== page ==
The Jewish Social Contract: An Essay in Political Theology

By David Novak | Go to book overview

Chapter Three
The Covenant Reaffirmed

Covenantal Necessity

The Torah as the content of God’s covenant with Israel appears to have been forced upon the people, at least during the prophetic career of Moses. The very first words of the Decalogue are: “I am the Lord your God who has brought you out [hots’etikha] of the land of Egypt” (Exodus 20:2). God chooses Israel in the covenant, and that choice is totally free— from God’s side, that is. God no more had to choose Israel than God had to create the world.1 But did Israel have any real choice in responding to that covenantal election? Could Israel have stayed in Egypt instead? If not, how has Israel experienced the covenantal obligation as spelled out in its acceptance of the Torah in general and in its specific commandments? Did Israel really accept the Torah or was the Torah, in effect, accepted for Israel without its full consent? Were there any real alternatives? Is the Torah merely necessary, that is, when directly enforced, or is it a desideratum that the people would have surely chosen to accept for themselves despite there being real alternatives?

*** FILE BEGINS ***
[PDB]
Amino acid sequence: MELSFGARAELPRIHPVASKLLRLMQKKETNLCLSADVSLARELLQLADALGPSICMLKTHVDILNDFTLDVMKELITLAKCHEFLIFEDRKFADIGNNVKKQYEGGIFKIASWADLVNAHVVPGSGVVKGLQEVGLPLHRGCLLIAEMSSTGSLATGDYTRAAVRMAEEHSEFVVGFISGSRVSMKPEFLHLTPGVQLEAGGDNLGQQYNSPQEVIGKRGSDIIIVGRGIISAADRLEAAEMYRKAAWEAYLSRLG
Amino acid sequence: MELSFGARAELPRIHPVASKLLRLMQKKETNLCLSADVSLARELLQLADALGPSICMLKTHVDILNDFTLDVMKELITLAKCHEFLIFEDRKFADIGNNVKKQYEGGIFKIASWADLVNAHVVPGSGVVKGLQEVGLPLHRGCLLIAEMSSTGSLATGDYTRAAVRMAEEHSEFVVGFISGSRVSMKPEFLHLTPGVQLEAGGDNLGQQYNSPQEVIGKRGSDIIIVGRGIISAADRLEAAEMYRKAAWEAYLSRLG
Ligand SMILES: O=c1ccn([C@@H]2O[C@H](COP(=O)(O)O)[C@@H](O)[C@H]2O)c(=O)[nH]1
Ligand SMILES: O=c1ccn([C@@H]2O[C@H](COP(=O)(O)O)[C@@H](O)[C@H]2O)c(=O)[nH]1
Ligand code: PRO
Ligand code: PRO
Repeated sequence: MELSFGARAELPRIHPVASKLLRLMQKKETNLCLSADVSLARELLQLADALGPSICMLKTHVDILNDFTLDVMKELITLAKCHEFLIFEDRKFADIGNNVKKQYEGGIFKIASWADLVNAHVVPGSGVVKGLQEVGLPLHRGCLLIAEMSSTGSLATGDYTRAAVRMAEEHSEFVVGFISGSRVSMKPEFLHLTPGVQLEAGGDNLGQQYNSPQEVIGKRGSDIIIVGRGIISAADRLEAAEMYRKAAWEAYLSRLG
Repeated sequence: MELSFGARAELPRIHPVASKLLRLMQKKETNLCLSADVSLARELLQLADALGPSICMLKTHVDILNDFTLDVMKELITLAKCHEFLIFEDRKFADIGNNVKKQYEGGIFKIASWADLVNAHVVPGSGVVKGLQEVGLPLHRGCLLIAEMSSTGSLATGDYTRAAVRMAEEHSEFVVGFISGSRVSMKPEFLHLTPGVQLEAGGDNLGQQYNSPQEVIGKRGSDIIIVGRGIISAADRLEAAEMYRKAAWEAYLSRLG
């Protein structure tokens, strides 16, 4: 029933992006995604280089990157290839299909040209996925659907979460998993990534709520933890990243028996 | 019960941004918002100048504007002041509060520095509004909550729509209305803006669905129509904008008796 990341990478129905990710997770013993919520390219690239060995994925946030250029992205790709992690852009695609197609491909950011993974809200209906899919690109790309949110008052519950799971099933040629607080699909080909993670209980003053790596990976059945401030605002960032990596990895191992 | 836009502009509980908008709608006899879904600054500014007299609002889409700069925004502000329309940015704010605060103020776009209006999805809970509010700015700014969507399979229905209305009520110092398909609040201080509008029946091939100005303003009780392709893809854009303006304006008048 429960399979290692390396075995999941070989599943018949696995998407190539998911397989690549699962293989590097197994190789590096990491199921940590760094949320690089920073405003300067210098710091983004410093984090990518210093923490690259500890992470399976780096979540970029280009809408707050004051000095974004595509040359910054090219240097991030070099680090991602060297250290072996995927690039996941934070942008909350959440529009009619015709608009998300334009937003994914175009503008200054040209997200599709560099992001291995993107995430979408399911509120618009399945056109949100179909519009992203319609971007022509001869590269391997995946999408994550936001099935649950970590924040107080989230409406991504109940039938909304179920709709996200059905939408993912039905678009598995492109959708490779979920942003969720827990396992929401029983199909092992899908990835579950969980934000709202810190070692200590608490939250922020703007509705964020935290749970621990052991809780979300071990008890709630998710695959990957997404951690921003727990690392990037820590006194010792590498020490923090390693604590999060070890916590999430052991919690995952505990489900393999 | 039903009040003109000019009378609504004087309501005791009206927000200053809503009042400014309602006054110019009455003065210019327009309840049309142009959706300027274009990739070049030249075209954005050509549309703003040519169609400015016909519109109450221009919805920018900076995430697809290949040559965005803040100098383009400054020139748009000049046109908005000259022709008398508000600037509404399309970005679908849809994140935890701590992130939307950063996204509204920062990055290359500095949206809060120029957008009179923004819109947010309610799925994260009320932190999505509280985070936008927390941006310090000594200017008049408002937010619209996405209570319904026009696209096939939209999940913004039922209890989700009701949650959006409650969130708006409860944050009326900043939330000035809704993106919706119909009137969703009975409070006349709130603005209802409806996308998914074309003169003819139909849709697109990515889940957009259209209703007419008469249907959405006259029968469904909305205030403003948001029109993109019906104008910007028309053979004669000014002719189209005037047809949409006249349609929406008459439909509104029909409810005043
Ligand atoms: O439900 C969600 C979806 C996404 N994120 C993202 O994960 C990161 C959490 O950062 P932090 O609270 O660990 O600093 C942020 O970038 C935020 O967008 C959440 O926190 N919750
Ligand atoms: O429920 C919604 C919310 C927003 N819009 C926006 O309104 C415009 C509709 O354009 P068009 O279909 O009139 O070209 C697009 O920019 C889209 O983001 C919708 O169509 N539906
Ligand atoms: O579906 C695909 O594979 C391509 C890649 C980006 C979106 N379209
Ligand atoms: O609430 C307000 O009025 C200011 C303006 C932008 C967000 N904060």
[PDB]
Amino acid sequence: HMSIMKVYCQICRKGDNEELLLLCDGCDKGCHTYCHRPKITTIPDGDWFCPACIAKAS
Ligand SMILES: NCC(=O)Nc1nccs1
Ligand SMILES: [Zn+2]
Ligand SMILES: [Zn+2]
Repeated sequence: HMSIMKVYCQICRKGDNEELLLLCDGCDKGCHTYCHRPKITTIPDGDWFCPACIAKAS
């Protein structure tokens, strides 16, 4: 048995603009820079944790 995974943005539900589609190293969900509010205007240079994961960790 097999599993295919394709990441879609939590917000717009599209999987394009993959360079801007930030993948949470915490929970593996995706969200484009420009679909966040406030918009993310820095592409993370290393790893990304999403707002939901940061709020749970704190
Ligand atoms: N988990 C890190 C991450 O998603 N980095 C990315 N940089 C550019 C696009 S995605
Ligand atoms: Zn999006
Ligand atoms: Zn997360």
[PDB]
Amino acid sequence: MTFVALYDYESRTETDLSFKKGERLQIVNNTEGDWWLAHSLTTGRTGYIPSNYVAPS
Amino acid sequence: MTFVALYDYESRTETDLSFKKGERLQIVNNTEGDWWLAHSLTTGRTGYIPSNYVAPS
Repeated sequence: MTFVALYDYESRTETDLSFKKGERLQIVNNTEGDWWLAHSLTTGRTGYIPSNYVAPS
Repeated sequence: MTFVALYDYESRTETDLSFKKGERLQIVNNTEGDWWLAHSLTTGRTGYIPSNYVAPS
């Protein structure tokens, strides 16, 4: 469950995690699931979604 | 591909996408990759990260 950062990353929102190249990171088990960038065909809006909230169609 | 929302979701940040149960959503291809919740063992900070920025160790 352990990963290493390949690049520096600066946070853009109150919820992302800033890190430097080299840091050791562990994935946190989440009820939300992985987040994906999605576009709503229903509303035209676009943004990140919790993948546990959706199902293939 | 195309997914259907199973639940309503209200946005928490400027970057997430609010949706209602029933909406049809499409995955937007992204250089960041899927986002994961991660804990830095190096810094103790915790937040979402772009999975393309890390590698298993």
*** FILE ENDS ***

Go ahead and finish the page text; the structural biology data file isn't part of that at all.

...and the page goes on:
Answers to these questions must be sought if moral claims based on the covenant are to be cogently made, whether to Jews among themselves or to the outside world. It is hard, if not impossible, to persuade others to freely accept what one did not accept freely but only under duress. Of course, these sound like questions modern liberals might ask. Nevertheless, traditionalists cannot dismiss these questions as stemming from modern rejections of the tradition, since they have been asked, even since ancient times, by the most revered, authoritative personalities in the history of Judaism. They have been asked both by the prophets and the Rabbis. Thus they cannot be dismissed as heretical.

The first one to explicitly question whether Israel freely entered the Sinaitic covenant was the prophet Jeremiah. Thus when speaking of a new or renewed covenant (berit hadashah—Jeremiah 31:30), Jeremiah says it is “not like the covenant I made with our ancestors on the day I forced them [heheziqi be-yadam] to be taken out of the land of Egypt,

1 See Yehezkel Kaufmann, The Religion of Israel, trans. M. Greenberg (Chicago: University of Chicago Press, 1960), 298–99.

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The Jewish Social Contract: An Essay in Political Theology
Table of contents

Table of contents

  • Title Page iii
  • Contents vii
  • Abbreviations ix
  • Preface xi
  • Chapter One - Formulating the Jewish Social Contract 1
  • Chapter Two - The Covenant 30
  • Chapter Three - The Covenant Reaffirmed 65
  • Chapter Four - The Law of the State 91
  • Chapter Five - Kingship and Secularity 124
  • Chapter Six - Modern Secularity 157
  • Chapter Seven - The Social Contract and Jewish-Christian Relations 188
  • Chapter Eight - The Jewish Social Contract in Secular Public Policy 218
  • Bibliography 239
  • Index 251
  • New Forum Books 259
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